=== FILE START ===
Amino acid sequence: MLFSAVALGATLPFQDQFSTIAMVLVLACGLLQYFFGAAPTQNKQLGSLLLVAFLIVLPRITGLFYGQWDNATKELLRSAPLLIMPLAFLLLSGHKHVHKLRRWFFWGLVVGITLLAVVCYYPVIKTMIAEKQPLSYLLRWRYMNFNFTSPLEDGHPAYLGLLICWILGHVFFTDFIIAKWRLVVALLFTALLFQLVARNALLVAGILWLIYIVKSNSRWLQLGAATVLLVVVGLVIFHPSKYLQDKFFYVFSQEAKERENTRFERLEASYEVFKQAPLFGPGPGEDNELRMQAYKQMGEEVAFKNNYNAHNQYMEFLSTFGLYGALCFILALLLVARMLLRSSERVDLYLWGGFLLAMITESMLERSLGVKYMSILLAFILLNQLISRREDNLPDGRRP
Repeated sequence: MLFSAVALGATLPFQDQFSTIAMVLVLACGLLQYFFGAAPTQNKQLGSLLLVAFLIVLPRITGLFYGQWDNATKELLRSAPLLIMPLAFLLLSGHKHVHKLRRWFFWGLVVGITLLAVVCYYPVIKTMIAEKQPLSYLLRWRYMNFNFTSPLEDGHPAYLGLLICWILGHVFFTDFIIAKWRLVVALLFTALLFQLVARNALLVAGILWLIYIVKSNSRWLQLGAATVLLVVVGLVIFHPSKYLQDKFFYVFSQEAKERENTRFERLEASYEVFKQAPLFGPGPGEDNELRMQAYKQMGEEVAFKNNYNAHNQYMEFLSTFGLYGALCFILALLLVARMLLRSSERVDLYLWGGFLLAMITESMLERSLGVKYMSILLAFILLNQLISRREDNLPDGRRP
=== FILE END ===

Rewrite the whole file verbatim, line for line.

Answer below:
Amino acid sequence: MLFSAVALGATLPFQDQFSTIAMVLVLACGLLQYFFGAAPTQNKQLGSLLLVAFLIVLPRITGLFYGQWDNATKELLRSAPLLIMPLAFLLLSGHKHVHKLRRWFFWGLVVGITLLAVVCYYPVIKTMIAEKQPLSYLLRWRYMNFNFTSPLEDGHPAYLGLLICWILGHVFFTDFIIAKWRLVVALLFTALLFQLVARNALLVAGILWLIYIVKSNSRWLQLGAATVLLVVVGLVIFHPSKYLQDKFFYVFSQEAKERENTRFERLEASYEVFKQAPLFGPGPGEDNELRMQAYKQMGEEVAFKNNYNAHNQYMEFLSTFGLYGALCFILALLLVARMLLRSSERVDLYLWGGFLLAMITESMLERSLGVKYMSILLAFILLNQLISRREDNLPDGRRP
Repeated sequence: MLFSAVALGATLPFQDQFSTIAMVLVLACGLLQYFFGAAPTQNKQLGSLLLVAFLIVLPRITGLFYGQWDNATKELLRSAPLLIMPLAFLLLSGHKHVHKLRRWFFWGLVVGITLLAVVCYYPVIKTMIAEKQPLSYLLRWRYMNFNFTSPLEDGHPAYLGLLICWILGHVFFTDFIIAKWRLVVALLFTALLFQLVARNALLVAGILWLIYIVKSNSRWLQLGAATVLLVVVGLVIFHPSKYLQDKFFYVFSQEAKERENTRFERLEASYEVFKQAPLFGPGPGEDNELRMQAYKQMGEEVAFKNNYNAHNQYMEFLSTFGLYGALCFILALLLVARMLLRSSERVDLYLWGGFLLAMITESMLERSLGVKYMSILLAFILLNQLISRREDNLPDGRRP